As a refresher: The former Nasdaq chairman turned investment fund manager oversaw a Ponzi scheme for more than a decade until the financial crisis of 2008 caused a run on investors demanding their money. But the money was never there. At the time of Madoff’s arrest on Dec. 11, 2008, account statements said his client base had holdings of $60 billion. When the scheme was uncovered, his high-end, celebrity clients lost all their money but had the resources to recover. Other investors were drained of their entire life savings and were set back to zero. More than $13 billion of an estimated $17.5 billion that investors put into Madoff’s business has been recovered.
His life took many forms. There was Bernie the swindler, the con man, and later in life, Bernie the inmate. As the inmate, he told his story in stunning detail and brutal honesty. He said his scam ran more than five decades, beginning in the 1960s. His final account statements, which include millions of pages of sham trades and creative accounting, showed that the firm had $47 billion in “profit.”
In the process of his confessions, he became Bernie the Myth — a symbol of fraud personified. His story was captured in a best-selling book in 2011, “The Wizard of Lies: Bernie Madoff and the Death of Trust.” It was later made into an HBO mini-series starring Robert DeNiro as Madoff and Michelle Pfeiffer as his wife, Ruth. The driving force behind both projects, and the woman who spent countless hours interviewing Madoff in person and via email from his confinement at the federal penitentiary in Butner, North Carolina, is Pulitzer-Prize winning author Diana Henriques. Henriques is the woman who fielded Madoff’s most famous question: “Let me ask you something. Do you think I’m a sociopath?”
As Henriques told PYMNTS in a conversation the day after Madoff’s death, she had stopped following Madoff and his case and was relaxing and doing The New York Times crossword puzzle without her phone on the 14th. By the time she finished the puzzle, she said, her phone was “melting down” with messages of his death. It took her most of the day to process the news.
“You might have always felt a sense of tragic waste in the Madoff story,” she said. “I knew him for so long before anyone else knew him. I knew the Bernie Madoff he was proud to be before he was arrested. And when he was arrested, it was like Dr. Jekyll had died. Now he’s gone and Mr. Hyde has died with him. Bernie’s crime was a significant pivot point in the vector of my career. I mean, it was just astonishing stuff, so there’s an ambivalence about how I feel about it. That’s just inevitable to any journalist and source relationship.”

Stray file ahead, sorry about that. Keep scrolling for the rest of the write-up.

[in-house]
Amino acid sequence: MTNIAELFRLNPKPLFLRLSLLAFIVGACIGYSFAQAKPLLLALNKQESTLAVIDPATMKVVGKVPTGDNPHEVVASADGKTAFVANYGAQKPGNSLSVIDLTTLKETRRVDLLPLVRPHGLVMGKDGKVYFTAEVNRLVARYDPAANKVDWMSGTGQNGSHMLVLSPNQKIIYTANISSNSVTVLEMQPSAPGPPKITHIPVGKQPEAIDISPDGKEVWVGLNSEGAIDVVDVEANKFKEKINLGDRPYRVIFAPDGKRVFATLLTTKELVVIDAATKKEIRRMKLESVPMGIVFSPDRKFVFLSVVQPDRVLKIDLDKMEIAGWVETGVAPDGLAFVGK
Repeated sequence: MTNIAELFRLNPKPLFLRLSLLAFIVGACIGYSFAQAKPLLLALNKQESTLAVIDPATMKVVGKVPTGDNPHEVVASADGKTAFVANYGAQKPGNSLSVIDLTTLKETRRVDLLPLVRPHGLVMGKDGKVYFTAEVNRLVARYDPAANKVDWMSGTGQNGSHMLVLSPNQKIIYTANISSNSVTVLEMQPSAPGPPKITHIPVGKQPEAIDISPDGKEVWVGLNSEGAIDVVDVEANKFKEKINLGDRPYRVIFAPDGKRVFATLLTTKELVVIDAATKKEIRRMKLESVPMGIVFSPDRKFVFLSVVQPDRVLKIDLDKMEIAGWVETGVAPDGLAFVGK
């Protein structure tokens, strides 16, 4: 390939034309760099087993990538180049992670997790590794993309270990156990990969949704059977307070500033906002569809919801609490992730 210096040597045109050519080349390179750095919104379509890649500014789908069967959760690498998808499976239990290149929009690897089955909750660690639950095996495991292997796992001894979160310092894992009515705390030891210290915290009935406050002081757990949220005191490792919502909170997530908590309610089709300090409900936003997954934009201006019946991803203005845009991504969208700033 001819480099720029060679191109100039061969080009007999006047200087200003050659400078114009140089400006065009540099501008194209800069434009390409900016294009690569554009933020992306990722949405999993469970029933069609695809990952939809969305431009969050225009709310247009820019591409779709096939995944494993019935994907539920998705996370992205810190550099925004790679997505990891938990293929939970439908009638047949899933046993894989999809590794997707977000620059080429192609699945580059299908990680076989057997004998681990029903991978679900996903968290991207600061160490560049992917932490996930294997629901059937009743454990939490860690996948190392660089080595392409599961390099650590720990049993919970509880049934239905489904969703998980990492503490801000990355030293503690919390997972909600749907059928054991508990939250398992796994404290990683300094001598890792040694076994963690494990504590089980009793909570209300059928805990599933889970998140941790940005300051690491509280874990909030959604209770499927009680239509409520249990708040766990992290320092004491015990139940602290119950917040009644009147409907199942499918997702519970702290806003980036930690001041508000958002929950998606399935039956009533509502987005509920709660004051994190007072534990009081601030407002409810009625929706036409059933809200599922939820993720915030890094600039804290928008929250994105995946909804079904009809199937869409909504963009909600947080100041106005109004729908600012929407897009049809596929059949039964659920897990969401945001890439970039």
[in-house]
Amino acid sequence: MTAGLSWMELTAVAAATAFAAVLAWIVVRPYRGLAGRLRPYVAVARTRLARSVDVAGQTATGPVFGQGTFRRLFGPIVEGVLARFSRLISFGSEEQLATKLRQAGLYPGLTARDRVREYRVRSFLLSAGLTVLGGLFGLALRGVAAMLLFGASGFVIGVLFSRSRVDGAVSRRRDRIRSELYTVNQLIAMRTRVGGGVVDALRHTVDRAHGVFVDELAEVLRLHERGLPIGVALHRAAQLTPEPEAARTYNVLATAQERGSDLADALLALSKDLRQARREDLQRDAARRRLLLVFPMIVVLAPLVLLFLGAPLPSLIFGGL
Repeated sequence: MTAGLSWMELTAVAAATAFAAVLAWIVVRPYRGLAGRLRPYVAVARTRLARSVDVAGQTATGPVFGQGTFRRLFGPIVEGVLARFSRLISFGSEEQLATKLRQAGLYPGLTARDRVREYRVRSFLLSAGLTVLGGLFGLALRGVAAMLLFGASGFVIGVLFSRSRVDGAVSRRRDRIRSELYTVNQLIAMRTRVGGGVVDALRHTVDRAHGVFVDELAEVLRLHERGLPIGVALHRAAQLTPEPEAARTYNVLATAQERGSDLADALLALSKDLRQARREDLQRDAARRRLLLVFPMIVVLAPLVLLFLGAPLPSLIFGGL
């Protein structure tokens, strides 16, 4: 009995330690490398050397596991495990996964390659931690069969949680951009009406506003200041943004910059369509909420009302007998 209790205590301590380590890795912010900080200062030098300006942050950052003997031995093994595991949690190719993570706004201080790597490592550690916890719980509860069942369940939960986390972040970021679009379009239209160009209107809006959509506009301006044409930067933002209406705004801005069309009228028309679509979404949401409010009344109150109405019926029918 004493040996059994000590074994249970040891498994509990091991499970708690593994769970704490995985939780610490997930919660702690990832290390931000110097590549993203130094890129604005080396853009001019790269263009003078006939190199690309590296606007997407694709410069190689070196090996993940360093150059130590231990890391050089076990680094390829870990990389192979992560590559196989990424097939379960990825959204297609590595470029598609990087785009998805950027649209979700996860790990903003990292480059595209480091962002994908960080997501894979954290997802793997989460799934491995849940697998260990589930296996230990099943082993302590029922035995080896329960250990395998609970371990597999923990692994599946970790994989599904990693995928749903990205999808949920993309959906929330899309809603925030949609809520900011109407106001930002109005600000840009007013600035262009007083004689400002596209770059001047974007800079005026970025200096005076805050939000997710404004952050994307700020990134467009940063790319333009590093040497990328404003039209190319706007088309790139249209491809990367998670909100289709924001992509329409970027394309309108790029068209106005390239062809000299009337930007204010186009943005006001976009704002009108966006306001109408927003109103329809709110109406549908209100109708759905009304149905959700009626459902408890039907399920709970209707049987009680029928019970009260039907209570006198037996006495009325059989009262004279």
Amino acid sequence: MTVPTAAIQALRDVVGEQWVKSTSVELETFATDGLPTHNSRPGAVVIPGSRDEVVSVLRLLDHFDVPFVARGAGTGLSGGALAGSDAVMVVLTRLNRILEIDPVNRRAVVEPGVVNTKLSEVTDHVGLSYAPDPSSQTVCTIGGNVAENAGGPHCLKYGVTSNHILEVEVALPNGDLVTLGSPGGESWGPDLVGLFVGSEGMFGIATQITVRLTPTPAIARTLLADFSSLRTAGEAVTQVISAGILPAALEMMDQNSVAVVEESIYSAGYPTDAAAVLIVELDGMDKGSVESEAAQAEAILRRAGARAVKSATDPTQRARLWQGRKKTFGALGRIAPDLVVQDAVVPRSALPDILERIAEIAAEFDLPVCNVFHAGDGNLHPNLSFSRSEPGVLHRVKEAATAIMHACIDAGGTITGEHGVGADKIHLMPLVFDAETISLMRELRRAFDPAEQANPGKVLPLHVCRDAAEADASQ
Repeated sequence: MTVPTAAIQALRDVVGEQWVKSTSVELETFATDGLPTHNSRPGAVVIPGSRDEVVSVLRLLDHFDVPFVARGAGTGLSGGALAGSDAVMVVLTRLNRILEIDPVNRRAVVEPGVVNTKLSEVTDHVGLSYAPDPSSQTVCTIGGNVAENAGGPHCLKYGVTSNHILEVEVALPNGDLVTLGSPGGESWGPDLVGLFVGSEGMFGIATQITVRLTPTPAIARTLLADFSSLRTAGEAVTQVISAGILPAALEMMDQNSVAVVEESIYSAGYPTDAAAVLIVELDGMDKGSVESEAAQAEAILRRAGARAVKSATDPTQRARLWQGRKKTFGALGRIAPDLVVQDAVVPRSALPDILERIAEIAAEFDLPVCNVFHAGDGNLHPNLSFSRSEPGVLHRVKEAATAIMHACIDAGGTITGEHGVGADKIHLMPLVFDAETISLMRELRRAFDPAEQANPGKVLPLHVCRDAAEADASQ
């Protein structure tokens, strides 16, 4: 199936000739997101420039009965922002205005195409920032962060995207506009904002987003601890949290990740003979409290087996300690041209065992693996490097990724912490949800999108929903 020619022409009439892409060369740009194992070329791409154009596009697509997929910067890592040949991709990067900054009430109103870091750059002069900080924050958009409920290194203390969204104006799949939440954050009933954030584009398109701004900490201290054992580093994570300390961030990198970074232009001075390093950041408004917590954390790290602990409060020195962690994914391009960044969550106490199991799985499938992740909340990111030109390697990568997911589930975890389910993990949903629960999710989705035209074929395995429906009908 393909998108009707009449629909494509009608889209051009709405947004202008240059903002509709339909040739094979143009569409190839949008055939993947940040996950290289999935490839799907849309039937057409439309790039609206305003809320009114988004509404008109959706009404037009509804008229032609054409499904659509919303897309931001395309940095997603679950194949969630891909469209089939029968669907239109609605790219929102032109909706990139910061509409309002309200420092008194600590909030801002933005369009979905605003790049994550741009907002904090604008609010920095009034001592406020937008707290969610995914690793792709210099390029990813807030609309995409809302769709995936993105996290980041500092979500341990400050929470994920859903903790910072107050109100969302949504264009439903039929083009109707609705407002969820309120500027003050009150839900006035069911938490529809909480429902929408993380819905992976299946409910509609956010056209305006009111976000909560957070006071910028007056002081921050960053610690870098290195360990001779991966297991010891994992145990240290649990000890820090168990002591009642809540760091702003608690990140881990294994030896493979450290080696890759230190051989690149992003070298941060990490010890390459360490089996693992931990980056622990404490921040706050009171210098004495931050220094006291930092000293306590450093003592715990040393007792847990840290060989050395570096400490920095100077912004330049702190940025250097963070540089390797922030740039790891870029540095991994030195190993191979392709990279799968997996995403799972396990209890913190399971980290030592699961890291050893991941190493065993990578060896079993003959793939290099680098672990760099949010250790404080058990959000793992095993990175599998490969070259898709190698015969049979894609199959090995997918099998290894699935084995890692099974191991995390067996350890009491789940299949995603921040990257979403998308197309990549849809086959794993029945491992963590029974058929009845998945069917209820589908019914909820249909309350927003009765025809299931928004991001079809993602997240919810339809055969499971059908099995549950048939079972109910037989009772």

Henriques said she always saw Madoff in the bigger context of financial regulation, which she is concerned about as the publicity around Madoff’s death fades. Her book was not titled “The Bernie Madoff Story.” She never saw it as a celebrity tell-all. She published two other books before Wizard of Lies, which showed her command of the darker side of Wall Street, “Fidelity’s World: The Secret Life and Public Power of the Mutual Fund Giant” and “The White Sharks of Wall Street: Thomas Mellon Evans and the Original Corporate Raiders.” Her most recent book is a history of the 2008 crash, “A First Class Catastrophe.”
In the wake of Madoff’s death, Henriques told PYMNTS she is concerned about the current climate on Wall Street, its lack of transparency, lack of regulation and the return of a speculative atmosphere. Specifically, she addressed special purpose acquisition companies (SPACs) and the cryptocurrency rage.
“I’m dismayed,” she said. “There’s just no other word for it. I’m dismayed at the failure to address the systemic fault in our regulatory bedrock. The refusal to address the investor protection issues that are glaringly obvious in the market landscape right now is just inexplicable to me. I just feel like it’s going to take another crisis, God forbid, or may another exposed crime to jolt people into any kind of reaction.”
One of her key takeaways from the Madoff episode, and one that resonates right now, is Henriques’ argument that there is no such thing as a sophisticated investor. Hedge fund superstars as well as 20-year-old Robinhood investors are primarily taking a leap of faith that no amount of fine print or nuanced regulation can fix. What died with Madoff’s conviction, she said, was trust in the financial system. The only sure immunity from a Ponzi scheme is clinical paranoia.
As she told an audience at the Wharton School after the book was published, “I can create a world for you where a Ponzi scheme is impossible, but I guarantee you, you will not want to live in it because not only is modern commerce impossible without trust — all that direct deposit, all that online retail, all that trusting one another — but so are a few other priceless things like marriage and loyalty and leadership.”
What to do now? First, Henriques said, regulators, as well as investors, need to be suspicious of market manipulation in crypto. Second, crypto exchanges, as well as individual banks, need to prove that a default in crypto, Bitcoin in particular, would not bankrupt their companies. Third, regulators need to step up.
“I don’t see a lot of good coordination happening on that front,” she said. “So, I could be overly pessimistic — it won’t be the first time. But I just feel like we’ve got some strong personnel involved in the government, and that’s an advantage. But we also have some really, really deep structural disadvantages.”
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